Saturday, November 8, 2008

There is no question that we are in a financial crisis — and no doubt that it has and will continue to bleed into the real economy. It is more debatable how we got here and who is to blame.

It is trite but true to observe that there are many contributing factors and parties. Nevertheless, central to the issue, in my view, are two causes: the encouragement and enabling by the federal government of homeownership beyond legitimate affordability, as captured in the lowered lending standards of Fannie Mae and Freddie Mac, and the use of enormous leverage on the part of the professional community.

Regarding the latter: it was a mistake and, yes, a very big mistake. Was it greedy, corrupt and stupid or was it understandable? What is greed? Would we all be better off if Bill Gates, Steve Jobs and Warren Buffett had retired young and spared us those products and decisions that made them wealthy beyond imagination?

When does more become greed? Corruption and stupidity are part of the human condition, but in 50 or so years of exposure, I haven’t found them to be widespread amongst the very successful.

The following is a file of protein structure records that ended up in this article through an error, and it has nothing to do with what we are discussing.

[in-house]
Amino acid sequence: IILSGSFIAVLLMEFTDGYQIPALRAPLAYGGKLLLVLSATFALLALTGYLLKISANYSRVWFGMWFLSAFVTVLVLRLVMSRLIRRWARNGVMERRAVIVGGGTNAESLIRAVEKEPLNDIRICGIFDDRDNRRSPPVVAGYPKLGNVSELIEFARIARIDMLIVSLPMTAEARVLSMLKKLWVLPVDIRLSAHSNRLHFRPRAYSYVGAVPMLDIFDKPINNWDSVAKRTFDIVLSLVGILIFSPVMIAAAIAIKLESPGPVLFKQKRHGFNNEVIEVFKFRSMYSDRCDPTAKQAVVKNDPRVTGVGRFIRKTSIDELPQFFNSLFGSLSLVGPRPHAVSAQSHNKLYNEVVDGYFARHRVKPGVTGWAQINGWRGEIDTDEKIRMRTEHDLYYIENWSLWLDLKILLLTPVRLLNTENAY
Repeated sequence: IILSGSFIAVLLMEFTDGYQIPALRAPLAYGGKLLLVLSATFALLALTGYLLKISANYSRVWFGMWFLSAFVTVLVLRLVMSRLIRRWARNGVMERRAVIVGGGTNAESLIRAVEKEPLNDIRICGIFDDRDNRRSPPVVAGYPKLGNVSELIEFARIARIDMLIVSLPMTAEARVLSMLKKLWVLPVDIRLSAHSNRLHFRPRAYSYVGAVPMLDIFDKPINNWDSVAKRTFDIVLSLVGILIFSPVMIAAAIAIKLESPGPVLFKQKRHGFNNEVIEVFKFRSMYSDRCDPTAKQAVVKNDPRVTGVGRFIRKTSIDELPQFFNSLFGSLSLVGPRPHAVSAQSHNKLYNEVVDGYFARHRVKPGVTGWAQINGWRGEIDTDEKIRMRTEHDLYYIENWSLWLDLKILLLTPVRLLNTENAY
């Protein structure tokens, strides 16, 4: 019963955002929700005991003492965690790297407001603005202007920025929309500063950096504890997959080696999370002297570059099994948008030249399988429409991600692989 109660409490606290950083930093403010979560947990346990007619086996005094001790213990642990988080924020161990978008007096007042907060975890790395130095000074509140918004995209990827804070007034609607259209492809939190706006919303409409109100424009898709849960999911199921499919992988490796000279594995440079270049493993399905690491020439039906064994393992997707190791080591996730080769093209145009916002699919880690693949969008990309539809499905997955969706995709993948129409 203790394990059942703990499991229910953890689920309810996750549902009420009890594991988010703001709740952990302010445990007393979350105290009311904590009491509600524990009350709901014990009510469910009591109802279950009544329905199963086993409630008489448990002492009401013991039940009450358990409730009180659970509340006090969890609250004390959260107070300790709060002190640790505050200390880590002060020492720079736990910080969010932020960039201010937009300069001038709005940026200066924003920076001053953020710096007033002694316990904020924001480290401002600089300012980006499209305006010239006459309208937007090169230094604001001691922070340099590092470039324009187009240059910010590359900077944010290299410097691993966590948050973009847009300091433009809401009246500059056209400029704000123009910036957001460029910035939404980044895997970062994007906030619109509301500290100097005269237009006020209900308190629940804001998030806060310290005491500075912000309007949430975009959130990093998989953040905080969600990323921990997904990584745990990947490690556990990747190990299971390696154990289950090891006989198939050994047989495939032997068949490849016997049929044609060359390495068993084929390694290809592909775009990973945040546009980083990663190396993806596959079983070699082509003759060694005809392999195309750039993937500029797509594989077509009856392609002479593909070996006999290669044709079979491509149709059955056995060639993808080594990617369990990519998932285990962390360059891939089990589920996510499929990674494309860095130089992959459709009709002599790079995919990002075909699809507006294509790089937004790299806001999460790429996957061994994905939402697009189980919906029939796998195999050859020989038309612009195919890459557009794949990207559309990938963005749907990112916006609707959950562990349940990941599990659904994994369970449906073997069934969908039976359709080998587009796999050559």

The reality, is that financial risk takers have been well-rewarded for the past 70 years for ignoring the remote possibility of an Armageddon, betting on a glass half full. Furthermore, financial innovation encourages the often illusory belief in risk reduction and transfer. A good idea — no. Greedy, corrupt and stupid — also no. A few bright or lucky people are able to change their stripes at just the right moment, but very few, indeed.

As to the political class, spare me the self-righteous hand-wringing. Not only were they in the vanguard that gave rise to the crisis, but they and the great majority of us have long fed at the table of the creative, the productive and the hardworking.

The political class and its favored beneficiaries, as well as the rest of us, have long enjoyed the product of their efforts and have appropriated large fractions of the rewards for the benefit of those whom we choose to anoint.

When they err with excess, we whine and squeal and criticize. We can and probably will impose lots of new regulations, but we, more than they, will pay the price in reduced benefits of innovation and production.

The best regulator, in reality, is the punishment that the market imposes for error. That already has been felt. What remains is the rescue of all of us, not a bailout of the few.


Forest Hill, Md.

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